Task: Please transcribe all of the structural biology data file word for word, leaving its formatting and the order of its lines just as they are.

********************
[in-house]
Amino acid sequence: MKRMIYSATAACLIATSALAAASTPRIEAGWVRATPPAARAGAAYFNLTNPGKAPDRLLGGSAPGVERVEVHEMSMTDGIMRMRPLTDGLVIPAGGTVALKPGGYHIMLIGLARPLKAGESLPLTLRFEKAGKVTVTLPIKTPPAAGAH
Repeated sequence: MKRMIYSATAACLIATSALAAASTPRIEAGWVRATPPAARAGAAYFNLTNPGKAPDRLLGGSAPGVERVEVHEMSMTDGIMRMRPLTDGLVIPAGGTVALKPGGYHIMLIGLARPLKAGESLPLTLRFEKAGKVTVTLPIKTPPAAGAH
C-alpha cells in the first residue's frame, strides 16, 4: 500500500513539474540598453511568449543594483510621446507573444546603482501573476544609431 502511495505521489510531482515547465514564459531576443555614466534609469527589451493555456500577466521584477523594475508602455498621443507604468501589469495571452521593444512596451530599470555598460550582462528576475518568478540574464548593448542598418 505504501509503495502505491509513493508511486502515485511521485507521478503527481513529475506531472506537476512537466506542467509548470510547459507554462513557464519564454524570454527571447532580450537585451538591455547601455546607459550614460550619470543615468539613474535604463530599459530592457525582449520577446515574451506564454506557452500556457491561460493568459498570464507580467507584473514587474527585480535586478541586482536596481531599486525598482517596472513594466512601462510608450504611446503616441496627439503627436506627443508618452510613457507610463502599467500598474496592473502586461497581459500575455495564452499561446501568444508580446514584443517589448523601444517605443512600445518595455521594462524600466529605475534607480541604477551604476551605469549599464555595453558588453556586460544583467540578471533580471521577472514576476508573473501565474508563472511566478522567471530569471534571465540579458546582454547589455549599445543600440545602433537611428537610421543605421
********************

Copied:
[in-house]
Amino acid sequence: MKRMIYSATAACLIATSALAAASTPRIEAGWVRATPPAARAGAAYFNLTNPGKAPDRLLGGSAPGVERVEVHEMSMTDGIMRMRPLTDGLVIPAGGTVALKPGGYHIMLIGLARPLKAGESLPLTLRFEKAGKVTVTLPIKTPPAAGAH
Repeated sequence: MKRMIYSATAACLIATSALAAASTPRIEAGWVRATPPAARAGAAYFNLTNPGKAPDRLLGGSAPGVERVEVHEMSMTDGIMRMRPLTDGLVIPAGGTVALKPGGYHIMLIGLARPLKAGESLPLTLRFEKAGKVTVTLPIKTPPAAGAH
C-alpha cells in the first residue's frame, strides 16, 4: 500500500513539474540598453511568449543594483510621446507573444546603482501573476544609431 502511495505521489510531482515547465514564459531576443555614466534609469527589451493555456500577466521584477523594475508602455498621443507604468501589469495571452521593444512596451530599470555598460550582462528576475518568478540574464548593448542598418 505504501509503495502505491509513493508511486502515485511521485507521478503527481513529475506531472506537476512537466506542467509548470510547459507554462513557464519564454524570454527571447532580450537585451538591455547601455546607459550614460550619470543615468539613474535604463530599459530592457525582449520577446515574451506564454506557452500556457491561460493568459498570464507580467507584473514587474527585480535586478541586482536596481531599486525598482517596472513594466512601462510608450504611446503616441496627439503627436506627443508618452510613457507610463502599467500598474496592473502586461497581459500575455495564452499561446501568444508580446514584443517589448523601444517605443512600445518595455521594462524600466529605475534607480541604477551604476551605469549599464555595453558588453556586460544583467540578471533580471521577472514576476508573473501565474508563472511566478522567471530569471534571465540579458546582454547589455549599445543600440545602433537611428537610421543605421